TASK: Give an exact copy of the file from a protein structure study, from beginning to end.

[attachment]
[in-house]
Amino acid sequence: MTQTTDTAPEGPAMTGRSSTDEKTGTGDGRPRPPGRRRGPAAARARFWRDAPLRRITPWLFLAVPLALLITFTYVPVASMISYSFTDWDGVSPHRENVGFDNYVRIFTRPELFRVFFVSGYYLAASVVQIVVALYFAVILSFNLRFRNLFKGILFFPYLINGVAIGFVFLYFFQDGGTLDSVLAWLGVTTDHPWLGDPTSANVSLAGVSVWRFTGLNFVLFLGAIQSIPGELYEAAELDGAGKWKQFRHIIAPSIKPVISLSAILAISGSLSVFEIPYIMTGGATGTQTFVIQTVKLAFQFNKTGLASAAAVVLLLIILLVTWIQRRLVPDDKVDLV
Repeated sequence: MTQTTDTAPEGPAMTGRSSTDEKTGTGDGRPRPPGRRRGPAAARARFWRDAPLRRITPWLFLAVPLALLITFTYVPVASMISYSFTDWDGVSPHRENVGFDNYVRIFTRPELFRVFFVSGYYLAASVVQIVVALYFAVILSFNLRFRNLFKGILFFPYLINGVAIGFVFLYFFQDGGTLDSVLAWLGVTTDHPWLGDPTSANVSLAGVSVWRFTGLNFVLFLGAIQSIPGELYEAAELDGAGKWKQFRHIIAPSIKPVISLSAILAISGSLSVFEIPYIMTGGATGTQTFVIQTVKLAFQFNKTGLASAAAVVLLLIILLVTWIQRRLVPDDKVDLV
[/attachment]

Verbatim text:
[in-house]
Amino acid sequence: MTQTTDTAPEGPAMTGRSSTDEKTGTGDGRPRPPGRRRGPAAARARFWRDAPLRRITPWLFLAVPLALLITFTYVPVASMISYSFTDWDGVSPHRENVGFDNYVRIFTRPELFRVFFVSGYYLAASVVQIVVALYFAVILSFNLRFRNLFKGILFFPYLINGVAIGFVFLYFFQDGGTLDSVLAWLGVTTDHPWLGDPTSANVSLAGVSVWRFTGLNFVLFLGAIQSIPGELYEAAELDGAGKWKQFRHIIAPSIKPVISLSAILAISGSLSVFEIPYIMTGGATGTQTFVIQTVKLAFQFNKTGLASAAAVVLLLIILLVTWIQRRLVPDDKVDLV
Repeated sequence: MTQTTDTAPEGPAMTGRSSTDEKTGTGDGRPRPPGRRRGPAAARARFWRDAPLRRITPWLFLAVPLALLITFTYVPVASMISYSFTDWDGVSPHRENVGFDNYVRIFTRPELFRVFFVSGYYLAASVVQIVVALYFAVILSFNLRFRNLFKGILFFPYLINGVAIGFVFLYFFQDGGTLDSVLAWLGVTTDHPWLGDPTSANVSLAGVSVWRFTGLNFVLFLGAIQSIPGELYEAAELDGAGKWKQFRHIIAPSIKPVISLSAILAISGSLSVFEIPYIMTGGATGTQTFVIQTVKLAFQFNKTGLASAAAVVLLLIILLVTWIQRRLVPDDKVDLV